Giorgio Morales Luna's Master's Defense
- Friday, October 15, 2021 from 9:00am to 10:00am
- Barnard Hall, 258 - view map
In recent years, Hyperspectral Imaging systems (HSI) have become a powerful source for reliable data in applications such as remote sensing, agriculture, and biomedicine.
However, the abundant spectral and spatial information of hyperspectral images makes them highly complex, which leads to the need for specialized Machine Learning algorithms to process and classify them. In that sense, the contribution of this thesis is multi-folded. We present a low-cost convolutional neural network designed for hyperspectral image classification called Hyper3DNet. Its architecture consists of two parts: a series of densely connected 3-D convolutions used as a feature extractor, and a series of 2-D separable convolutions used as a spatial encoder. We show that this design involves fewer trainable parameters compared to other approaches, yet without detriment to its performance. Furthermore, having observed that hyperspectral images benefit from methods to reduce the number of spectral bands while retaining the most useful information for a specific application, we present two novel hyperspectral dimensionality reduction techniques. First, we propose a filter-based method called Inter-Band Redundancy Analysis (IBRA) based on a collinearity analysis between a band and its neighbors. This analysis helps to remove redundant bands and dramatically reduces the search space. Second, we apply a wrapper-based approach called Greedy Spectral Selection (GSS) to the results of IBRA to select bands based on their information entropy values and train a compact Convolutional Neural Network to evaluate the performance of the current selection. We also propose a feature extraction framework that consists of two main steps: first, it reduces the total number of bands using IBRA; then, it can use any feature extraction method to obtain the desired number of feature channels. Finally, we use the original hyperspectral data cube to simulate the process of using actual filters in a multispectral imager. Experimental results show that our proposed Hyper3DNet architecture in conjunction with our dimensionality reduction techniques yields better classification results than the compared methods, producing more suitable results for a multispectral sensor design.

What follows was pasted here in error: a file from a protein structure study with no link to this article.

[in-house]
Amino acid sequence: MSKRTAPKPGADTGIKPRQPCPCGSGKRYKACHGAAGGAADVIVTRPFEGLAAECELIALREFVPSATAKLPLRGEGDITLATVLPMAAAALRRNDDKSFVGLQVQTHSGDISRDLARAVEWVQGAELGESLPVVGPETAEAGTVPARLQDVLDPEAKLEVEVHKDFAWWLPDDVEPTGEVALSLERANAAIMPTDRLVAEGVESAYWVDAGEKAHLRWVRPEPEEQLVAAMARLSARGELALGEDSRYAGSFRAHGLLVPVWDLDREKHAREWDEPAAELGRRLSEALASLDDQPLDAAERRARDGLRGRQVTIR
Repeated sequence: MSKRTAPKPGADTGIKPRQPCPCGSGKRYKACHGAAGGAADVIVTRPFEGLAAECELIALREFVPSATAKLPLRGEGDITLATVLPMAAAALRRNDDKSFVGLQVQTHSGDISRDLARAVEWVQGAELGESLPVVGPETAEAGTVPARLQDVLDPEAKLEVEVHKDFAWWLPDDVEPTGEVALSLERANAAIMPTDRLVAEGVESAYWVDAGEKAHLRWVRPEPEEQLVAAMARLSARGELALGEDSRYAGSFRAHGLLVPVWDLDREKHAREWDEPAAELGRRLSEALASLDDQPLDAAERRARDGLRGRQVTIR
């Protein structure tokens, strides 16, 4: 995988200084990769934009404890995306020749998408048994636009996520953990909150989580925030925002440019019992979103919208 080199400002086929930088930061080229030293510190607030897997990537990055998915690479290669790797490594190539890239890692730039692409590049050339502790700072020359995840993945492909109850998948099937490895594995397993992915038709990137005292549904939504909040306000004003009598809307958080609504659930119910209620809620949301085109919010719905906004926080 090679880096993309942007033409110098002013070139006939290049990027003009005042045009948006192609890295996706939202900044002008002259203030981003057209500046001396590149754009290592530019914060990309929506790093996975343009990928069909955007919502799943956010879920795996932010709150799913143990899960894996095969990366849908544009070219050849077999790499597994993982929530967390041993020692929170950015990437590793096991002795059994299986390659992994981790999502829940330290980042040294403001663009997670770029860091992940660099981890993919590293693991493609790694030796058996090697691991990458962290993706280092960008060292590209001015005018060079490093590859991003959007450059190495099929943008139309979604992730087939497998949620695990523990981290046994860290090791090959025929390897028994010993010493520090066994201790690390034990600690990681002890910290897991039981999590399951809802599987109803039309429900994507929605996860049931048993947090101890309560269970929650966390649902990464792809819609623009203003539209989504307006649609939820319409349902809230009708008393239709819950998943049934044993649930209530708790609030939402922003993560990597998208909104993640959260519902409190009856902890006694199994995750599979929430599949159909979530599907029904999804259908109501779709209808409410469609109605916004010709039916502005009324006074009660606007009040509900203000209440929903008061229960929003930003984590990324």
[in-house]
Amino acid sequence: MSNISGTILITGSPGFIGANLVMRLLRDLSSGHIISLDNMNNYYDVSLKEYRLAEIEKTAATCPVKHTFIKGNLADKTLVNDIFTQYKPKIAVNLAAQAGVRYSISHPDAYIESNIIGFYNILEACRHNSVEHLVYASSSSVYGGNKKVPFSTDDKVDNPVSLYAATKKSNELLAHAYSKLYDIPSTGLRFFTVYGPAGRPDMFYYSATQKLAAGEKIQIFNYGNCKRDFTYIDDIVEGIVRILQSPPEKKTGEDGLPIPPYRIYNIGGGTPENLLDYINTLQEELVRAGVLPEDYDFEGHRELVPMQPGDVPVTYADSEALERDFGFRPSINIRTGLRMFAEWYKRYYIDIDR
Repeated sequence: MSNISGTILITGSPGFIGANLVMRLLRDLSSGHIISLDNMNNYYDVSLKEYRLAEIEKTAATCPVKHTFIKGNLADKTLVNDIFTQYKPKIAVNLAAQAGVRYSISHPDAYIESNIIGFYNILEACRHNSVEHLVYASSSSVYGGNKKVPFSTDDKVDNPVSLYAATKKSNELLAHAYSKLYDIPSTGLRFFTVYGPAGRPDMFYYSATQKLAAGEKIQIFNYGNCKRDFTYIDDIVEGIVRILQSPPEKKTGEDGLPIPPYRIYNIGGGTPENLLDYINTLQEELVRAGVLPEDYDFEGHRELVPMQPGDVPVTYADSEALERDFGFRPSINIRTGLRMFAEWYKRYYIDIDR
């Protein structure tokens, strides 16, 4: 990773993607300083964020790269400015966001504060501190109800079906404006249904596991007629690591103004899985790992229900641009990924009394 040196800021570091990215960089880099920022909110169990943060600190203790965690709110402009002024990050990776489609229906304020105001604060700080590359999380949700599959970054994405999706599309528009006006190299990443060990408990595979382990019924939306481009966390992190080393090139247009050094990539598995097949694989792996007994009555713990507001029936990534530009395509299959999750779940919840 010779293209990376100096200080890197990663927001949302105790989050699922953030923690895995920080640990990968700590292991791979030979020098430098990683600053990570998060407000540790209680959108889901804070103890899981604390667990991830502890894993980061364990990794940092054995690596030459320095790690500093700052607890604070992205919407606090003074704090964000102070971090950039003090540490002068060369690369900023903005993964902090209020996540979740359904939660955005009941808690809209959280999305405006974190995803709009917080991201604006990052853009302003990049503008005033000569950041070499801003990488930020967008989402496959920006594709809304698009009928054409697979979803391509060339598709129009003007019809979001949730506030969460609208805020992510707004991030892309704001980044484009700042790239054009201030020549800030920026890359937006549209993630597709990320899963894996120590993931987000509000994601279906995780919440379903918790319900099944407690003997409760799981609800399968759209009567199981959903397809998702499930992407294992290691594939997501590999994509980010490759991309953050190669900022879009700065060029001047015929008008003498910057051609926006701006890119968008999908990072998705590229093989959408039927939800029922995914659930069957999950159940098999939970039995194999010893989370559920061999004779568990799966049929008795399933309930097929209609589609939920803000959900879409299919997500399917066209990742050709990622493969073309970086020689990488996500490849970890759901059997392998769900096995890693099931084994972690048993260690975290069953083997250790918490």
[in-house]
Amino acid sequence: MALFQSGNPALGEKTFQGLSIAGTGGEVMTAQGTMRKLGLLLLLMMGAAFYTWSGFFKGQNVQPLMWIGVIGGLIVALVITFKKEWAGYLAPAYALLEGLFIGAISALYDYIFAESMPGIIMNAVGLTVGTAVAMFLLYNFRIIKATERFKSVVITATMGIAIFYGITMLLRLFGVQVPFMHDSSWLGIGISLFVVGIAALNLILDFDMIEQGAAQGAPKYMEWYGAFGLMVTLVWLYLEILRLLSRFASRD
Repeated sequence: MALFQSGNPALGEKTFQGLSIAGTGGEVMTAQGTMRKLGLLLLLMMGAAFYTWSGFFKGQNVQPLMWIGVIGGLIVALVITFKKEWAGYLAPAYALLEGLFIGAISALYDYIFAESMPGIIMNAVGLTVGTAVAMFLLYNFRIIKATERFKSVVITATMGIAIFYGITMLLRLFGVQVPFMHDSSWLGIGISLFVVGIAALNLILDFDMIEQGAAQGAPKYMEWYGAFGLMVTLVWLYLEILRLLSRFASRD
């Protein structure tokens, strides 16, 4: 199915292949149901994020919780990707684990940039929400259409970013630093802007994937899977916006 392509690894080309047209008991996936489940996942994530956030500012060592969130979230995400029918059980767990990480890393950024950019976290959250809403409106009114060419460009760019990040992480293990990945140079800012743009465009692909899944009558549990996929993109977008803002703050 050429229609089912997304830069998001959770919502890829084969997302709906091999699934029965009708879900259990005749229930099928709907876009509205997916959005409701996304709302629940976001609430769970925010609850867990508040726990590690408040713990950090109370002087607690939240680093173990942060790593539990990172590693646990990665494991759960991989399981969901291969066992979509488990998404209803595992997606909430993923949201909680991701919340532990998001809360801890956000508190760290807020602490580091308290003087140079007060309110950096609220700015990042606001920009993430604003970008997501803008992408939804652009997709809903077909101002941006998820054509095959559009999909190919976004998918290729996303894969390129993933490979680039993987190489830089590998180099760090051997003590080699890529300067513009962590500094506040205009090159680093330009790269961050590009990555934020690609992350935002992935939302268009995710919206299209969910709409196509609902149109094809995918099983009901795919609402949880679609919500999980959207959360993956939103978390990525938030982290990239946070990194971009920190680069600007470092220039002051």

Available for viewing on WebEx: https://montana.webex.com/meet/w63x712
- Gianforte School of Computing